Another surprise candidate is New Haven. Late last year, the Chargers were looking into a potential Division 1 move. While no suitors emerged, the MEAC can be the first.

The geography works against the Chargers to some degree, but trips to schools in Delaware and Maryland, and potentially to Monmouth are cost-effective.

The Chargers are a football school, so they provide stability on that front. The MEAC can continue to build on their NYC presence if they add Monmouth and New Haven as a package.

The Division II Route

If Monmouth chooses not to budge, or New Haven isn’t it, the MEAC could choose to bring up a Division II school. This happened before with Winston-Salem State, but the Rams’ tenure in the conference was short and ill-fated.

Possible targets could include the SIAC and CIAA, Division II’s two HBCU conferences, but both are more stable than the MEAC, with the SIAC sitting at 14 in Olympic sports (11 for football) and the CIAA at 13 (12}.

While the stability is there, the costs of moving to Division 1 and staying there are too much for the risk for many of the programs in these conferences even without the COVID-19 outbreak.

Consider the opposite, though. The MEAC dissolves altogether with their members being split into either the CIAA or SIAC. This is a very realistic possibility, as more defections puts their NCAA qualifying status for Olympic Sports at risk.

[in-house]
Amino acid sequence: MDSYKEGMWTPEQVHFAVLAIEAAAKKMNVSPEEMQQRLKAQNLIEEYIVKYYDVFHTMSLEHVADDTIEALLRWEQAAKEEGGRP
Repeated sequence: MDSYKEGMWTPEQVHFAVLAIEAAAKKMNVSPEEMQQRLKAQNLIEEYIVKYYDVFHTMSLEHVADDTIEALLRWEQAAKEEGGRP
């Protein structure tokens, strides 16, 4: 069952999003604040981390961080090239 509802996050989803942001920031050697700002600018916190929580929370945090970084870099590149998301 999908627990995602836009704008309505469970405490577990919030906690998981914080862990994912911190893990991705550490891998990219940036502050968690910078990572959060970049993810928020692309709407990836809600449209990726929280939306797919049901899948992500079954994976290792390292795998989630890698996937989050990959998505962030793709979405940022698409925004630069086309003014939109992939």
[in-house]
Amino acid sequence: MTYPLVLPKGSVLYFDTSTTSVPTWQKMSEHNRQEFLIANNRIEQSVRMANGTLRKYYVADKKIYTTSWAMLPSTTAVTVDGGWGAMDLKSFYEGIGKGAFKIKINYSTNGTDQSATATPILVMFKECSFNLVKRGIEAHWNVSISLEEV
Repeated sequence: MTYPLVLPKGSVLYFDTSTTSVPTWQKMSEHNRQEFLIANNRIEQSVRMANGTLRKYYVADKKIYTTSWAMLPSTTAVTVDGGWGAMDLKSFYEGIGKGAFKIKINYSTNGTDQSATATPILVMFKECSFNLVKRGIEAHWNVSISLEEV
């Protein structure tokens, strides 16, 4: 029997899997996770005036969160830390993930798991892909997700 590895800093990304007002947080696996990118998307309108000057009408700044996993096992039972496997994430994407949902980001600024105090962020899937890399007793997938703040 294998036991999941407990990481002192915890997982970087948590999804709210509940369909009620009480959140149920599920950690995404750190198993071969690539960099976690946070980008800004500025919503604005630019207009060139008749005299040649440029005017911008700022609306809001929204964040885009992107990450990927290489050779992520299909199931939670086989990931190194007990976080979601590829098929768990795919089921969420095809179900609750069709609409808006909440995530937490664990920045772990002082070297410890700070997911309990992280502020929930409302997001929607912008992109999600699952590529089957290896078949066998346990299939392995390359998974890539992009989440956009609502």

This makes sense for many of the MEAC’s remaining membership, as many continue to struggle to keep up with their D1 budgets. 

In the end, the MEAC is in trouble and the worst seems yet to come, with so many logical possibilities for other conferences to increase their strength and stability by finishing off the MEAC.

The time to act is now, as the MEAC is as vulnerable as any Division 1 conference aside from the WAC, with a legitimate possibility of extinction. Their best chance at survival might be a drop to Division II to compete with both their financial and athletic peers.

Winston-Salem State and Savannah State already made the move. Is it too crazy to imagine other schools in the MEAC becoming more realistic with themselves?